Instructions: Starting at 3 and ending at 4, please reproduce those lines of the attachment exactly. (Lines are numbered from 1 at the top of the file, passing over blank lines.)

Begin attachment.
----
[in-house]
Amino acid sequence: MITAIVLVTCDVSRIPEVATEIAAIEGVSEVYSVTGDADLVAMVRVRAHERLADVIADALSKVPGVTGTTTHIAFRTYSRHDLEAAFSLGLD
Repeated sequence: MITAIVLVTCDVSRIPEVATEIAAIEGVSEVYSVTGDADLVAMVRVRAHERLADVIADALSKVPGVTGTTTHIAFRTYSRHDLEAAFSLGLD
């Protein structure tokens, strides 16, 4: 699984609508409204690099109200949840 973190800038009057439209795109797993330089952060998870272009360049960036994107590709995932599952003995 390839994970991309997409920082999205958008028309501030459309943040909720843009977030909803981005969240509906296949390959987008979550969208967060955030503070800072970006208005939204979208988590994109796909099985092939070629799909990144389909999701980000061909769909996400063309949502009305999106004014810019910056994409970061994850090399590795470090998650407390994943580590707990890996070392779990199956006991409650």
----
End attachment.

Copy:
Repeated sequence: MITAIVLVTCDVSRIPEVATEIAAIEGVSEVYSVTGDADLVAMVRVRAHERLADVIADALSKVPGVTGTTTHIAFRTYSRHDLEAAFSLGLD
């Protein structure tokens, strides 16, 4: 699984609508409204690099109200949840 973190800038009057439209795109797993330089952060998870272009360049960036994107590709995932599952003995 390839994970991309997409920082999205958008028309501030459309943040909720843009977030909803981005969240509906296949390959987008979550969208967060955030503070800072970006208005939204979208988590994109796909099985092939070629799909990144389909999701980000061909769909996400063309949502009305999106004014810019910056994409970061994850090399590795470090998650407390994943580590707990890996070392779990199956006991409650």